ICD codes for this disease: ICD codes are internationally valid medical diagnosis codes. They are found e.g. in medical reports or on incapacity certificates. D43C71D33ArtikelübersichtHirntumor
- Causes and risk factors
- brain metastases
- Examinations and diagnosis
- Disease course and prognosis
Brain Tumor: Description
The term brain tumor refers to any benign and malignant tumor within the skull. Brain tumors are relatively rare compared to bowel, lung, breast or other cancers. In 2010, according to cancer registry data of the Robert Koch Institute, approximately 2,900 women and 3,800 men in Germany contracted a brain tumor. In both genders, most illnesses were recorded between the ages of 70 and 75 years. About 100 females and 200 males were under 20 years old.
Brain tumor is relatively common in children compared to other cancers. According to the Childhood Cancer Registry, about a quarter of childhood cancers are due to tumors of the central nervous system.
Brain tumor is not the same brain tumor. First, there are as mentioned both benign and malignant brain tumor forms ("brain cancer"). In addition, a distinction is made between primary and secondary brain tumors: primary brain tumors
The primary is a brain tumor that develops directly from cells of the brain or the meninges. Such tumors are also referred to as brain tumors.
Tumors that originate from a cranial nerve are often counted among the primary brain tumors. The cranial nerves are to a large extent in the skull, but are not attributed to the central nervous system (CNS: brain and spinal cord), but the peripheral nervous system. If a tumor in the head of a cranial nerve, it is therefore actually a neoplasm of the peripheral nervous system.
The primary brain tumors are subdivided according to different criteria. The World Health Organization (WHO) divides the individual tumors according to which tissue they are derived from and to what extent the brain tumor is malignant or benign. This distinction influences both brain tumor treatment and prognosis. Interestingly, only a small proportion of brain tumors are derived from nerve cells (neurons). More than every second primary brain tumor develops from the supporting tissue of the brain and thus belongs to the group of gliomas. The following table gives an overview of the most important brain tumors:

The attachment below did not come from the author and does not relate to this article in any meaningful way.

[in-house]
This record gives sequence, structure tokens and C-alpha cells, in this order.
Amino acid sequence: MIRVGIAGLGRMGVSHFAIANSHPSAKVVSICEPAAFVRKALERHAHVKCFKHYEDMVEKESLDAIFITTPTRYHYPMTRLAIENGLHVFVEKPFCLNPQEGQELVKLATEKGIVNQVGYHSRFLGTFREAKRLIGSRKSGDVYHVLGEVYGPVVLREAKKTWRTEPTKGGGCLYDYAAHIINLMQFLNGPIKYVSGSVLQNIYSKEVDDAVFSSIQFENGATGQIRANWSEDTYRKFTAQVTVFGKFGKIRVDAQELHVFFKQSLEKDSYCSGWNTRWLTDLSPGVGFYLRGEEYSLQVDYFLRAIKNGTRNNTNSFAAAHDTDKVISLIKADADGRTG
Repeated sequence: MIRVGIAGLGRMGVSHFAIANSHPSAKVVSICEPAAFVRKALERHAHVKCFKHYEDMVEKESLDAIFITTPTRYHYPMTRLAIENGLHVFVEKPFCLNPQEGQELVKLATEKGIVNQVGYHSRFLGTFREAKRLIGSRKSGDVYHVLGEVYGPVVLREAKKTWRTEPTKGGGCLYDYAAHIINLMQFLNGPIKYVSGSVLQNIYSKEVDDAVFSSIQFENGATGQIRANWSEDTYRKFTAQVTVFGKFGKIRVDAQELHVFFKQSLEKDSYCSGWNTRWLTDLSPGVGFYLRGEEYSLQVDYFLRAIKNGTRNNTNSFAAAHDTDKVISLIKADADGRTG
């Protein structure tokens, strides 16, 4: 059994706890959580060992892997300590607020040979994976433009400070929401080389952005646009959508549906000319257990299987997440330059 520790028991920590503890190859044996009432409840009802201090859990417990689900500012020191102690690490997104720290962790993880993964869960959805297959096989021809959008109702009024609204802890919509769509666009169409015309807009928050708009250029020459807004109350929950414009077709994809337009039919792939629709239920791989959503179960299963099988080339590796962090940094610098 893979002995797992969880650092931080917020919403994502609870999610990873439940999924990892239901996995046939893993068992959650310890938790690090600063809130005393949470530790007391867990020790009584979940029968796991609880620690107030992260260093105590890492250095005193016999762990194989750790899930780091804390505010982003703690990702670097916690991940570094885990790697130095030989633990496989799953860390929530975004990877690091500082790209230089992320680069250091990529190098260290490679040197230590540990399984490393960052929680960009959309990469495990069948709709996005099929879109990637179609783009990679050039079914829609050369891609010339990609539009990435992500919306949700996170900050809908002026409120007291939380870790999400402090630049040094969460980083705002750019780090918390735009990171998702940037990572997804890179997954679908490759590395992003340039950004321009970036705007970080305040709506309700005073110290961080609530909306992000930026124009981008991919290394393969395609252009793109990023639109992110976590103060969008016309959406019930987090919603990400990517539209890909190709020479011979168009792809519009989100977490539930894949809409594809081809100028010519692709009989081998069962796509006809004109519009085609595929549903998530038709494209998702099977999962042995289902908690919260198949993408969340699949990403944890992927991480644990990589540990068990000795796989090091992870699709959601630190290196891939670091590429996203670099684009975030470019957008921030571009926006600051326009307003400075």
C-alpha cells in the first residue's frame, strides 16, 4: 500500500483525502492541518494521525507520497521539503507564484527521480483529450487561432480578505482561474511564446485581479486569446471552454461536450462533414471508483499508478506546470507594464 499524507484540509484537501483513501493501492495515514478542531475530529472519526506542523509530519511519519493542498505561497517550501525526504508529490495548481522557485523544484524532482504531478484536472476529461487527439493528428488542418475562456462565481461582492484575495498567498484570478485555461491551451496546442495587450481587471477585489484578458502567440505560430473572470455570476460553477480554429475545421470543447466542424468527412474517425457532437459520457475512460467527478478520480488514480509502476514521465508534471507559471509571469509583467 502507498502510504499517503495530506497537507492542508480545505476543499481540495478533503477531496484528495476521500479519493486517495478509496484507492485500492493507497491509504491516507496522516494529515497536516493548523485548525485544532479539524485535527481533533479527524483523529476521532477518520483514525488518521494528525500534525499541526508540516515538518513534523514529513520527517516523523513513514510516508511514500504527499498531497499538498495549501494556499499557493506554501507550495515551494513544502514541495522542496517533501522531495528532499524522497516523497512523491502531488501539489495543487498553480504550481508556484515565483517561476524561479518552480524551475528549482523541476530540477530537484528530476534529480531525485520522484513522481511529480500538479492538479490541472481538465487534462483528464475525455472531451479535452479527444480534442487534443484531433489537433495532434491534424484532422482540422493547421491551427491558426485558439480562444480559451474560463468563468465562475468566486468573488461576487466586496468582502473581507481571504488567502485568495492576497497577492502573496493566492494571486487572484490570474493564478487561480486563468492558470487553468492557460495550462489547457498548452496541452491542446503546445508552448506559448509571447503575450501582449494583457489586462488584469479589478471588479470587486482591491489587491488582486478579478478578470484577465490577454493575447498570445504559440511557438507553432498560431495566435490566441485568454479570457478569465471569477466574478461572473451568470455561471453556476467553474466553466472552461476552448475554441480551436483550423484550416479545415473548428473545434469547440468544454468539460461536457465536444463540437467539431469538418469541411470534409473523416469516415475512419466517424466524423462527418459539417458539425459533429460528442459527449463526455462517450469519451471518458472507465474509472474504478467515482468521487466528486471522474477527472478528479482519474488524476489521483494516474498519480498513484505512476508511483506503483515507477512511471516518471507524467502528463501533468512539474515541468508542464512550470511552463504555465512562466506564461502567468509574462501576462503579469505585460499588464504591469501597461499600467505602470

They are derived from the supporting cells of the CNS. These include, for example, astrocytoma, oligodendroglioma and glioblastoma.
This brain tumor is formed by cells that line the inner brain chambers.
The medulloblastoma is formed in the cerebellum. It is the most important brain tumor in children.
This tumor is based on cranial nerves. He is also called Schwannom.
This brain tumor develops from the meninges.
CNS lymphoma forms from a cell group of white blood cells.
Germ cell tumors
Germ cell tumors include germinoma and choriocarcinoma.
Brain tumor of the Sellaregion
These tumors are found in a certain place in the brain, the sella turcica. This is usually the pituitary gland. They include the pituitary adenoma and the craniopharyngioma.
In each age group, individual brain tumors are more common than others. Among the primary brain tumors, gliomas, meningiomas, and pituitary tumors are most common in adults. If a brain tumor occurs in children, it is usually a medulloblastoma or a glioma.
Secondary brain tumors
Much more common than a primary brain tumor are secondary brain tumors. They arise when cells from other organ tumors (for example, lung cancer, skin cancer, breast cancer) enter the brain and form a daughter tumor here. These are therefore brain metastases. They are not considered by some professionals as a "true" brain tumor.
With the brain metastases one differentiates between removals in the brain tissue (parenchyma metastases) and those in the meninges (meningeosis carcinomatosa).To the table of contents
Brain tumor: symptoms
You can read all about possible signs of a brain tumor in the article Brain Tumor - Symptoms.